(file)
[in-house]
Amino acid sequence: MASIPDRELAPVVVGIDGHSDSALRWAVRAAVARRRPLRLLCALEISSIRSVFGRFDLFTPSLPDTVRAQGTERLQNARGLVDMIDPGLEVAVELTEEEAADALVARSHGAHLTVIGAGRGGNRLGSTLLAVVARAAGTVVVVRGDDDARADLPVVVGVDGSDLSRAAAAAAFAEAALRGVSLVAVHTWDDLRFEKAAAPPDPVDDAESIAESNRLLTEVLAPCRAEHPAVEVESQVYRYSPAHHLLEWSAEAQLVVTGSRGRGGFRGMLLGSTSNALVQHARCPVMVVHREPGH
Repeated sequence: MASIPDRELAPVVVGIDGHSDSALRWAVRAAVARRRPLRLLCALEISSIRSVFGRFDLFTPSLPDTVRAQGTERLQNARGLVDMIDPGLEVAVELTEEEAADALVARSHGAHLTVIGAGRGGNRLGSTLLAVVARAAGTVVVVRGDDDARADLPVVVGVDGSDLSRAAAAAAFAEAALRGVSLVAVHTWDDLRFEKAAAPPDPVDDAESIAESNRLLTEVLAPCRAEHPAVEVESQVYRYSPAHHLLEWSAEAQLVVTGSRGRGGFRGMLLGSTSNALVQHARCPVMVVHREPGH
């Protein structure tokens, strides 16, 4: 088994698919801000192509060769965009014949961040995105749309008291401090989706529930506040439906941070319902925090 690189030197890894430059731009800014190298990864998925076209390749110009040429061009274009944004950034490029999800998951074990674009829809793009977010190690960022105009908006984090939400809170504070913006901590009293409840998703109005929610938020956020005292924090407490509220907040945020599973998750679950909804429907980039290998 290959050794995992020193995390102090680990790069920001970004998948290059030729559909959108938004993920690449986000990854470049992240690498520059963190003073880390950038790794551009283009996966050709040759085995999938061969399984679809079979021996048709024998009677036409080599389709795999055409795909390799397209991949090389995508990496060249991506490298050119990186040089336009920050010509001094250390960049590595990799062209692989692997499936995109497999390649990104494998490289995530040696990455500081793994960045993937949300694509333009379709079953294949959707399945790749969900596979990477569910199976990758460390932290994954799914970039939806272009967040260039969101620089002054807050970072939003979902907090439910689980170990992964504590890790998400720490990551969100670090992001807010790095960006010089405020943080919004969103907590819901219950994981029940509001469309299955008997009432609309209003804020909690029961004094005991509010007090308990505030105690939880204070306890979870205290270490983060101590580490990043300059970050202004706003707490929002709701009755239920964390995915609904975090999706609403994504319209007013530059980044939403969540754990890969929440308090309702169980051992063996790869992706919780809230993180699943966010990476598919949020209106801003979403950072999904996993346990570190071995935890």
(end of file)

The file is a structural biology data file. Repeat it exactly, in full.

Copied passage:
[in-house]
Amino acid sequence: MASIPDRELAPVVVGIDGHSDSALRWAVRAAVARRRPLRLLCALEISSIRSVFGRFDLFTPSLPDTVRAQGTERLQNARGLVDMIDPGLEVAVELTEEEAADALVARSHGAHLTVIGAGRGGNRLGSTLLAVVARAAGTVVVVRGDDDARADLPVVVGVDGSDLSRAAAAAAFAEAALRGVSLVAVHTWDDLRFEKAAAPPDPVDDAESIAESNRLLTEVLAPCRAEHPAVEVESQVYRYSPAHHLLEWSAEAQLVVTGSRGRGGFRGMLLGSTSNALVQHARCPVMVVHREPGH
Repeated sequence: MASIPDRELAPVVVGIDGHSDSALRWAVRAAVARRRPLRLLCALEISSIRSVFGRFDLFTPSLPDTVRAQGTERLQNARGLVDMIDPGLEVAVELTEEEAADALVARSHGAHLTVIGAGRGGNRLGSTLLAVVARAAGTVVVVRGDDDARADLPVVVGVDGSDLSRAAAAAAFAEAALRGVSLVAVHTWDDLRFEKAAAPPDPVDDAESIAESNRLLTEVLAPCRAEHPAVEVESQVYRYSPAHHLLEWSAEAQLVVTGSRGRGGFRGMLLGSTSNALVQHARCPVMVVHREPGH
């Protein structure tokens, strides 16, 4: 088994698919801000192509060769965009014949961040995105749309008291401090989706529930506040439906941070319902925090 690189030197890894430059731009800014190298990864998925076209390749110009040429061009274009944004950034490029999800998951074990674009829809793009977010190690960022105009908006984090939400809170504070913006901590009293409840998703109005929610938020956020005292924090407490509220907040945020599973998750679950909804429907980039290998 290959050794995992020193995390102090680990790069920001970004998948290059030729559909959108938004993920690449986000990854470049992240690498520059963190003073880390950038790794551009283009996966050709040759085995999938061969399984679809079979021996048709024998009677036409080599389709795999055409795909390799397209991949090389995508990496060249991506490298050119990186040089336009920050010509001094250390960049590595990799062209692989692997499936995109497999390649990104494998490289995530040696990455500081793994960045993937949300694509333009379709079953294949959707399945790749969900596979990477569910199976990758460390932290994954799914970039939806272009967040260039969101620089002054807050970072939003979902907090439910689980170990992964504590890790998400720490990551969100670090992001807010790095960006010089405020943080919004969103907590819901219950994981029940509001469309299955008997009432609309209003804020909690029961004094005991509010007090308990505030105690939880204070306890979870205290270490983060101590580490990043300059970050202004706003707490929002709701009755239920964390995915609904975090999706609403994504319209007013530059980044939403969540754990890969929440308090309702169980051992063996790869992706919780809230993180699943966010990476598919949020209106801003979403950072999904996993346990570190071995935890």